Newspaper article St Louis Post-Dispatch (MO)

Oh, That This Earth Had More like Nelson Mandela

Newspaper article St Louis Post-Dispatch (MO)

Oh, That This Earth Had More like Nelson Mandela

Article excerpt

Albert Einstein's brain is in the possession of Dr. Thomas Harvey of Lawrence, Kan., who has over the years peered into it to discover the secret of genius. He has learned nothing. But if, as Alexander Pope wrote, the proper study of mankind is man, let us study the living Nelson Mandela. He is, as the gentle Einstein would have acknowledged, an even greater miracle. Nothing accounts for the man except the man himself.

Mandela humbles psychology. Where in his childhood do we find clues to his character? He was raised in a polygamous household; his mother was the third of four wives. His father died when he was 12. He loved the stunningly beautiful Winnie, divorcing his first wife to marry her. But a life on the run and then in jail meant he saw her seldom. Daily in jail, he would dust her photo. It was 20 years before his wardens allowed them to embrace. When, finally, they separated, he said, "My love for her remains undiminished."

He lived underground and on the run and paced a cell on Robben Island, South Africa's Alcatraz. He was treated like dirt, but he came out of prison with his immeasurable dignity intact. He said prison "matured" him, but nearly three decades earlier, at his trial in 1964, he uttered words remarkably similar to those we've heard recently: "I have fought against white domination, and I have fought against black domination. I have cherished the ideal of a democratic and free society. . . ." He was sentenced to prison for the rest of his life. He was 44 when he went in, 71 when he got out.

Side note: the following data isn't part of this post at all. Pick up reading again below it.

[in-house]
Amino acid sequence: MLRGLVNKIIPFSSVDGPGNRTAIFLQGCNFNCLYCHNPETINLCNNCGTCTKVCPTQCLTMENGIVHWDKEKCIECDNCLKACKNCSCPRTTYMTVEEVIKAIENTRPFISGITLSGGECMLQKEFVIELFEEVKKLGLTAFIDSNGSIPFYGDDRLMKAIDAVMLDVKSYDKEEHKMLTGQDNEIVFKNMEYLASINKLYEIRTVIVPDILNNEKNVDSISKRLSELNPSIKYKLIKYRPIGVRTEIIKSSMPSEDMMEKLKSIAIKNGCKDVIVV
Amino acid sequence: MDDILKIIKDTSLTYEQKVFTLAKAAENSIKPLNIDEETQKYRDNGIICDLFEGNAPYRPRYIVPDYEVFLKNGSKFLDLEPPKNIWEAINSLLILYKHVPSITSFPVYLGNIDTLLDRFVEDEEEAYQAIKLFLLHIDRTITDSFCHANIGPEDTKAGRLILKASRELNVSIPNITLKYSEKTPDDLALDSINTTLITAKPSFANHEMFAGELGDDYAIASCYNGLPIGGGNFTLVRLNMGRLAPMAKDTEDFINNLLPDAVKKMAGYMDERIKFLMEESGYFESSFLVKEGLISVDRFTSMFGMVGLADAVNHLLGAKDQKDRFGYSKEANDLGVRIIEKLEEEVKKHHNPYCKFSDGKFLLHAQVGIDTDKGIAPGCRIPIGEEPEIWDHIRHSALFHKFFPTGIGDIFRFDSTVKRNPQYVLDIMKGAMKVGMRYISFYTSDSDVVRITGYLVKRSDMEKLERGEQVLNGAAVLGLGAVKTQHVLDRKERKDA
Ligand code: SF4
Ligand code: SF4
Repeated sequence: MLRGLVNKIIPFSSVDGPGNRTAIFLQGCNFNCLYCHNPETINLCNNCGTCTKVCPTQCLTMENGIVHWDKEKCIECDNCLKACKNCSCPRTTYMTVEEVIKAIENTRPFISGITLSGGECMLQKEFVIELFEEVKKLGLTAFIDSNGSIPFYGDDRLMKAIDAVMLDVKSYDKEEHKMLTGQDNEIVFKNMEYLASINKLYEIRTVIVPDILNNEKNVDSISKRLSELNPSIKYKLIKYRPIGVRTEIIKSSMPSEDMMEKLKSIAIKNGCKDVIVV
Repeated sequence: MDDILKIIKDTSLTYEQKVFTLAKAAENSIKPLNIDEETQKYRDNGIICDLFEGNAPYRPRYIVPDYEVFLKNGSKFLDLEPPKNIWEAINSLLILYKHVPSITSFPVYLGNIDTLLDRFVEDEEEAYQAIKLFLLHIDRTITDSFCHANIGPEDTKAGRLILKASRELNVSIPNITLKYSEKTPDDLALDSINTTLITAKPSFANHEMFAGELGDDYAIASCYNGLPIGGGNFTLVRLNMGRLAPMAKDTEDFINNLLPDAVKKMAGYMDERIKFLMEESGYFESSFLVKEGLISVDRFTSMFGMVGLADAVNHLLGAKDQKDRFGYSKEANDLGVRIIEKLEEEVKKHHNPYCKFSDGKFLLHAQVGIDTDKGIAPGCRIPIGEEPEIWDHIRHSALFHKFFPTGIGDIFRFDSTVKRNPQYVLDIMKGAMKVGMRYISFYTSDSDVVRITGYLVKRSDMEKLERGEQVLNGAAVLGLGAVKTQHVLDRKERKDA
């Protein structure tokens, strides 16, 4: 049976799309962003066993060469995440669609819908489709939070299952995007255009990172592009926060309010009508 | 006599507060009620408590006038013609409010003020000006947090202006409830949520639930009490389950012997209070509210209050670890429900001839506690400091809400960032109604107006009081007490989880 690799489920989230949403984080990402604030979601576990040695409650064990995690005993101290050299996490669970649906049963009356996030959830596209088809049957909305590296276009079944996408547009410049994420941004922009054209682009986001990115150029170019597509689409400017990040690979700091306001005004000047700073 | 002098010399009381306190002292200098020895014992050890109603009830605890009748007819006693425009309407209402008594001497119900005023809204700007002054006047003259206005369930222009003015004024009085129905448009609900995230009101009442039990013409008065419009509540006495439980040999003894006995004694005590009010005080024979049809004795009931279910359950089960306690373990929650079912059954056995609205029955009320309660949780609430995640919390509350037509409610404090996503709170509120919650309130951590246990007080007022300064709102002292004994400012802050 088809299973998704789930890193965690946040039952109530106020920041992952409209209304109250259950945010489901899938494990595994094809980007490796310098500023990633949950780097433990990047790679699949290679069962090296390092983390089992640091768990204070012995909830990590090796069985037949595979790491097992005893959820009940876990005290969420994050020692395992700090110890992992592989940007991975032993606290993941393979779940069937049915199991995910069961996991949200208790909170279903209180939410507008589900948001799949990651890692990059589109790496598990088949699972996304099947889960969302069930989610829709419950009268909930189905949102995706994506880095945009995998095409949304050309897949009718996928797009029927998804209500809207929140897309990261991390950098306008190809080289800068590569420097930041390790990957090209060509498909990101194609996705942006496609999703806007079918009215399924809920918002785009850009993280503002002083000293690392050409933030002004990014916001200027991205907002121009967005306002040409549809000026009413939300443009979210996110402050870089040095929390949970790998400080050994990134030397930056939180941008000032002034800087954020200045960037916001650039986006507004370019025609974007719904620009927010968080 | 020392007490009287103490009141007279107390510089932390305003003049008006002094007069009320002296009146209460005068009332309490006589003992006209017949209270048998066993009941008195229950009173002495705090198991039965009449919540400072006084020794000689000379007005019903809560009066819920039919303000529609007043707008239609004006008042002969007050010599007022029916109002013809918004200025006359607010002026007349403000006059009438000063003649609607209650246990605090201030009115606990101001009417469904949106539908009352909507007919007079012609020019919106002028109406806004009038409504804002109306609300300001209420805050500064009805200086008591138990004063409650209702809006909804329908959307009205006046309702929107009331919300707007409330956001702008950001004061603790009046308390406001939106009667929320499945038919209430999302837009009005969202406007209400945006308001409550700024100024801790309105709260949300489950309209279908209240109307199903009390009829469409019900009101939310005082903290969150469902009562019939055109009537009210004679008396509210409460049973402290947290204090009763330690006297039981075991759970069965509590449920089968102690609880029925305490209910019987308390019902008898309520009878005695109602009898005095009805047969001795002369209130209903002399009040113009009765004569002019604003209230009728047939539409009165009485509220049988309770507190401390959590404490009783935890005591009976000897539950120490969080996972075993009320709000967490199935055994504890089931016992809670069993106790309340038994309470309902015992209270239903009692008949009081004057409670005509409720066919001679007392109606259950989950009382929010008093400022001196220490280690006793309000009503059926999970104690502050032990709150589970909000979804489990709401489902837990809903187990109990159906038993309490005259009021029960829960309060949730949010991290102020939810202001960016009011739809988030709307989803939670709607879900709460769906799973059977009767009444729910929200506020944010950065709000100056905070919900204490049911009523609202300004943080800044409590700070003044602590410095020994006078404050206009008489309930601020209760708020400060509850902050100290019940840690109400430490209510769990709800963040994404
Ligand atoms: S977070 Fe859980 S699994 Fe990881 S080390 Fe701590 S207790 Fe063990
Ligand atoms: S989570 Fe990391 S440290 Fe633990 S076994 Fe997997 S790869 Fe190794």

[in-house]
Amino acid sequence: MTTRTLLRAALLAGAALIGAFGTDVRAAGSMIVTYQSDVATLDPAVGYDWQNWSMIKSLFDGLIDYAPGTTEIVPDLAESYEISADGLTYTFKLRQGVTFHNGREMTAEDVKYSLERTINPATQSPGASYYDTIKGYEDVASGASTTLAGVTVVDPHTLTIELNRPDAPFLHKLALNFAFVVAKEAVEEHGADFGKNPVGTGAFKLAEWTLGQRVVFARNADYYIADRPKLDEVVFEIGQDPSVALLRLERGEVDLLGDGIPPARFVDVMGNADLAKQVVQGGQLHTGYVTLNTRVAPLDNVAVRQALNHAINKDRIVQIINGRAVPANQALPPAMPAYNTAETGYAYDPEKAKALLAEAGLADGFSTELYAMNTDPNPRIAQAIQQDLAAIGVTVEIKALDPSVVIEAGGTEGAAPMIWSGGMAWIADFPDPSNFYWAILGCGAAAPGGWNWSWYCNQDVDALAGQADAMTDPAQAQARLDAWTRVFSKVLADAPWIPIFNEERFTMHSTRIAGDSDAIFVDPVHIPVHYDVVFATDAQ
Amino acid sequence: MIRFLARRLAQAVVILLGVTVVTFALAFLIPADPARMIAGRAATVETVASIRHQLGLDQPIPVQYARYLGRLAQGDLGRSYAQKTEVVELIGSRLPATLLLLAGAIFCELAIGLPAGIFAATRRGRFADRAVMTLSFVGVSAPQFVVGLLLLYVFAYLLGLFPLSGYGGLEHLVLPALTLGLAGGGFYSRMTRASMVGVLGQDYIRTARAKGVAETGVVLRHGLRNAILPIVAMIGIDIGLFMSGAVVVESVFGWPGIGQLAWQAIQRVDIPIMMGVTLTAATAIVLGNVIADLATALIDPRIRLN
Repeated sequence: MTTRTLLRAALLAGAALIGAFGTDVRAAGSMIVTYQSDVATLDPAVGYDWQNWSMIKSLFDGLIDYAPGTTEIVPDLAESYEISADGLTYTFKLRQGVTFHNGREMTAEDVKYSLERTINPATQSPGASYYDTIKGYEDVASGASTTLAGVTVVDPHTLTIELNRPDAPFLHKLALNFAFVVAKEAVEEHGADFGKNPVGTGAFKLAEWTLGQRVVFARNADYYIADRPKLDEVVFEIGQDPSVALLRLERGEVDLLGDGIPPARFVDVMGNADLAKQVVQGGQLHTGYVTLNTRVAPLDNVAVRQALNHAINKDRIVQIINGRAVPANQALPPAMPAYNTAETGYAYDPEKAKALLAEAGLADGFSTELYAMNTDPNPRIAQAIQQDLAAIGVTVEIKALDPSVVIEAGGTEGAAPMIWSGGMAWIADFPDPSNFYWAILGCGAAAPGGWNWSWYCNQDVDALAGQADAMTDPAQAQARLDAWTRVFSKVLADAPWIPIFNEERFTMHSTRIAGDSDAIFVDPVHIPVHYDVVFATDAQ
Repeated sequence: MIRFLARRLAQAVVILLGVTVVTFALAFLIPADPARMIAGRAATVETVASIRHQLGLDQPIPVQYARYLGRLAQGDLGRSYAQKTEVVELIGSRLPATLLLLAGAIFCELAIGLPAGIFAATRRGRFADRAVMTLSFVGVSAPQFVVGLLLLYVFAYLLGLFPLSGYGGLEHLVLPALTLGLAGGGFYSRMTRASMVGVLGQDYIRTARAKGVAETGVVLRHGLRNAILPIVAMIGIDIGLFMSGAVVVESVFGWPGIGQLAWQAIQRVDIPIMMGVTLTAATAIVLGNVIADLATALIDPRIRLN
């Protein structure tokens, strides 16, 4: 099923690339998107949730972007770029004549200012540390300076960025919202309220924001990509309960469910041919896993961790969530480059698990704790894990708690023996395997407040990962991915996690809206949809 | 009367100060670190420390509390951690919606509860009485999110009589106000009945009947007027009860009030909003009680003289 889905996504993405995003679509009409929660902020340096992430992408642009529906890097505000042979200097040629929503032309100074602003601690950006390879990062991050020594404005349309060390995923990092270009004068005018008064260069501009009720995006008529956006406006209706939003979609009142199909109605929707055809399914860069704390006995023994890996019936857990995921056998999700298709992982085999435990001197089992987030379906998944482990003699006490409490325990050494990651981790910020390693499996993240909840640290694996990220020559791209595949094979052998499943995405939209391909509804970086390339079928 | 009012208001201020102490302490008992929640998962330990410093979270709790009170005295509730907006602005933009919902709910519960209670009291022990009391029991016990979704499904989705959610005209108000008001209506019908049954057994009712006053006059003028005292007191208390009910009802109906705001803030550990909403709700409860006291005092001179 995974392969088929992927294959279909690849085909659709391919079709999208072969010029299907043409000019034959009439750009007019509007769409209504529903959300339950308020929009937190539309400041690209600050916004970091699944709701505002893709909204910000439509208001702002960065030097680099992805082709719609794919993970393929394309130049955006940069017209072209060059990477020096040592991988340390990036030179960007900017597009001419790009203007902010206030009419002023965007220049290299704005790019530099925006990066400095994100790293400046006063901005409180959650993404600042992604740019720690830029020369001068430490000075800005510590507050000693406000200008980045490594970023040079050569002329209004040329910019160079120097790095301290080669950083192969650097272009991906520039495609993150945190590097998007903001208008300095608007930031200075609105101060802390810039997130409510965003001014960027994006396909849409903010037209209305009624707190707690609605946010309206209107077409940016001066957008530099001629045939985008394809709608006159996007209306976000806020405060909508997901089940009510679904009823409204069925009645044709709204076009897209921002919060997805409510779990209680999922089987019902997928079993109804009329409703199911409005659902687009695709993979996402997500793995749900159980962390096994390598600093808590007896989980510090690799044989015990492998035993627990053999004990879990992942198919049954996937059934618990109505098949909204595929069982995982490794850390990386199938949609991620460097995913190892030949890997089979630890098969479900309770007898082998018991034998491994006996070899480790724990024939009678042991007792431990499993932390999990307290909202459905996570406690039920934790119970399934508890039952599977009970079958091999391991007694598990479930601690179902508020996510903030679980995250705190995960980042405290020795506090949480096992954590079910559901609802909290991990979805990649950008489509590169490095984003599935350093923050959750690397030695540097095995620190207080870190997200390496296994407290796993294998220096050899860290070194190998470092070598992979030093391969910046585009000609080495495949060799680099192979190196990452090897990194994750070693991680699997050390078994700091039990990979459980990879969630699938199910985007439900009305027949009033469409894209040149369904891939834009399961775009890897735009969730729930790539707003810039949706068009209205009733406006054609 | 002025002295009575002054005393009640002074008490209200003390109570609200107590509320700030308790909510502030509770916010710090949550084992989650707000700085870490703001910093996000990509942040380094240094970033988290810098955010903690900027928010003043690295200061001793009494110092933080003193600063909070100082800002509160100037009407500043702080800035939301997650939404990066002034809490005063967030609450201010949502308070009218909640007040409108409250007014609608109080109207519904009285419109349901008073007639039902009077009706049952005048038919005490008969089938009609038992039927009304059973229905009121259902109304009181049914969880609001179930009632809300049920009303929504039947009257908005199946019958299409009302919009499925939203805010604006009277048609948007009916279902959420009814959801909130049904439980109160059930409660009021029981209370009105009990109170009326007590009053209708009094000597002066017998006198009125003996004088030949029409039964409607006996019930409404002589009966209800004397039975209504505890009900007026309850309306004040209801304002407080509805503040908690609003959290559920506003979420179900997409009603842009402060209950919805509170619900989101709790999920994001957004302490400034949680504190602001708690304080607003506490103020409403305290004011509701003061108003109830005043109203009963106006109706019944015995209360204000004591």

Mandela's lack of rancor is downright dumbfounding. In an age of the strutting, vengeance-seeking political leaders, he is an anomaly. Never mind 27 years in jail. Never mind the time robbed from fatherhood and marriage - bedtime stories and bed, the mundane pleasures that are the condiments of life. Like all black South Africans, he suffered on account of his skin. As good as any man, better in fact than most, he was treated little better than an animal. The essence of apartheid wasn't segregation; it was a forced mortification, an incessant humiliation by the state. There is ample reason for anger here.

I was in South Africa once. …

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